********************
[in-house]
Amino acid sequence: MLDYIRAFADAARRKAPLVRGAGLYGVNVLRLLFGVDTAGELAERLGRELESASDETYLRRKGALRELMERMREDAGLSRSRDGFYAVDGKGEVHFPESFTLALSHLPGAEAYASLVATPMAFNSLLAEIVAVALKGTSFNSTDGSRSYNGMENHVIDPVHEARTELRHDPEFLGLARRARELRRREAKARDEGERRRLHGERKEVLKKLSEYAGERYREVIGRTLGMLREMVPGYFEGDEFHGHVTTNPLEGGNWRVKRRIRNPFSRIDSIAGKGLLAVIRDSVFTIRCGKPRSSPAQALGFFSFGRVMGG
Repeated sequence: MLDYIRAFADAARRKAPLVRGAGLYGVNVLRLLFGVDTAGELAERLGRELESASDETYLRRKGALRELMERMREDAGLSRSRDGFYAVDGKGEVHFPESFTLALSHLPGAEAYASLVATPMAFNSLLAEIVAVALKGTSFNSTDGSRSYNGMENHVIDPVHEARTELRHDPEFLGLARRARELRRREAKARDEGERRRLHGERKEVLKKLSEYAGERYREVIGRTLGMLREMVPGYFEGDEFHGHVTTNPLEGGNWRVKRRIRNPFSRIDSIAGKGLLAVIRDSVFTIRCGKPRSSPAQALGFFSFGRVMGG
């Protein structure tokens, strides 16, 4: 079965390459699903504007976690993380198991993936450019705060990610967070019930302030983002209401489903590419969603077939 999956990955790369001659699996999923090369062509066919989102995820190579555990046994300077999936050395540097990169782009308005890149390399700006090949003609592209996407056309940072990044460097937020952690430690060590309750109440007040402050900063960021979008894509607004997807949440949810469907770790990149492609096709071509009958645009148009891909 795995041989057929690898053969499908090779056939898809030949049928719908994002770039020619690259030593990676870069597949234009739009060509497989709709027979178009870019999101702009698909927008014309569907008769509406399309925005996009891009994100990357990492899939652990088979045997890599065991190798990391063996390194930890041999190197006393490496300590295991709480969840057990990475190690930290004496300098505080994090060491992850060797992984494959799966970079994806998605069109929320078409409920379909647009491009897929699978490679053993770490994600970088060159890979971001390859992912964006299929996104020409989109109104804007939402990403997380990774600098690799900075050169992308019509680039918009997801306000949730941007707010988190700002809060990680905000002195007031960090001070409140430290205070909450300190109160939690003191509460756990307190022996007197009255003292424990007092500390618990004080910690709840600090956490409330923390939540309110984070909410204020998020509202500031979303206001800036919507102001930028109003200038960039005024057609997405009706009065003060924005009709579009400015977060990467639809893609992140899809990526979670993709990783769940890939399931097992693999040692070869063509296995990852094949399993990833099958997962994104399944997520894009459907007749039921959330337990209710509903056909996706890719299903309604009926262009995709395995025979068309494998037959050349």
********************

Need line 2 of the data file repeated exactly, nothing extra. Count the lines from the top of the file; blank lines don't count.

Amino acid sequence: MLDYIRAFADAARRKAPLVRGAGLYGVNVLRLLFGVDTAGELAERLGRELESASDETYLRRKGALRELMERMREDAGLSRSRDGFYAVDGKGEVHFPESFTLALSHLPGAEAYASLVATPMAFNSLLAEIVAVALKGTSFNSTDGSRSYNGMENHVIDPVHEARTELRHDPEFLGLARRARELRRREAKARDEGERRRLHGERKEVLKKLSEYAGERYREVIGRTLGMLREMVPGYFEGDEFHGHVTTNPLEGGNWRVKRRIRNPFSRIDSIAGKGLLAVIRDSVFTIRCGKPRSSPAQALGFFSFGRVMGG